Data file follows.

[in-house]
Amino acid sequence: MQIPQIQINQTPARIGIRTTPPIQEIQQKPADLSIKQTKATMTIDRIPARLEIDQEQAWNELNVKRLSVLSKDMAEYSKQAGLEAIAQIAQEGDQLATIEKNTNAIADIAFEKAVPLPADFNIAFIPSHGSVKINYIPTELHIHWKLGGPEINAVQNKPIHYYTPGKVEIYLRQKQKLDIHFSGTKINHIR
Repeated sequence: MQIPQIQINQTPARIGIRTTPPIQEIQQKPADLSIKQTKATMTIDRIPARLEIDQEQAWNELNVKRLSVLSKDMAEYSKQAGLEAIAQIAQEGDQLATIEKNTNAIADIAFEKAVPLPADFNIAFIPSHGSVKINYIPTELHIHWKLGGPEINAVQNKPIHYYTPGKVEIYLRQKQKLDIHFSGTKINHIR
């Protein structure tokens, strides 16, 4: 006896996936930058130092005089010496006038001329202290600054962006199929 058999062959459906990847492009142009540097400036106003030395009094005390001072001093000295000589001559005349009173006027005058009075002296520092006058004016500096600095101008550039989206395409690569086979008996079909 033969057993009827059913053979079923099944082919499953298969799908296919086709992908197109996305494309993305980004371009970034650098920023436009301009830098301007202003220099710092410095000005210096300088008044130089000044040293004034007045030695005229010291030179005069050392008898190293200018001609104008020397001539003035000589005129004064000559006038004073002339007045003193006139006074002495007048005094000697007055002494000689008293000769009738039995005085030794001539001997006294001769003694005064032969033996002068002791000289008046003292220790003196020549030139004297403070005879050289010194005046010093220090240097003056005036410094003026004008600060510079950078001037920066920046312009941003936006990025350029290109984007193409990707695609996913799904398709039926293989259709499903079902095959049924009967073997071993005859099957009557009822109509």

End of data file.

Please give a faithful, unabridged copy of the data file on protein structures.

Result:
[in-house]
Amino acid sequence: MQIPQIQINQTPARIGIRTTPPIQEIQQKPADLSIKQTKATMTIDRIPARLEIDQEQAWNELNVKRLSVLSKDMAEYSKQAGLEAIAQIAQEGDQLATIEKNTNAIADIAFEKAVPLPADFNIAFIPSHGSVKINYIPTELHIHWKLGGPEINAVQNKPIHYYTPGKVEIYLRQKQKLDIHFSGTKINHIR
Repeated sequence: MQIPQIQINQTPARIGIRTTPPIQEIQQKPADLSIKQTKATMTIDRIPARLEIDQEQAWNELNVKRLSVLSKDMAEYSKQAGLEAIAQIAQEGDQLATIEKNTNAIADIAFEKAVPLPADFNIAFIPSHGSVKINYIPTELHIHWKLGGPEINAVQNKPIHYYTPGKVEIYLRQKQKLDIHFSGTKINHIR
């Protein structure tokens, strides 16, 4: 006896996936930058130092005089010496006038001329202290600054962006199929 058999062959459906990847492009142009540097400036106003030395009094005390001072001093000295000589001559005349009173006027005058009075002296520092006058004016500096600095101008550039989206395409690569086979008996079909 033969057993009827059913053979079923099944082919499953298969799908296919086709992908197109996305494309993305980004371009970034650098920023436009301009830098301007202003220099710092410095000005210096300088008044130089000044040293004034007045030695005229010291030179005069050392008898190293200018001609104008020397001539003035000589005129004064000559006038004073002339007045003193006139006074002495007048005094000697007055002494000689008293000769009738039995005085030794001539001997006294001769003694005064032969033996002068002791000289008046003292220790003196020549030139004297403070005879050289010194005046010093220090240097003056005036410094003026004008600060510079950078001037920066920046312009941003936006990025350029290109984007193409990707695609996913799904398709039926293989259709499903079902095959049924009967073997071993005859099957009557009822109509």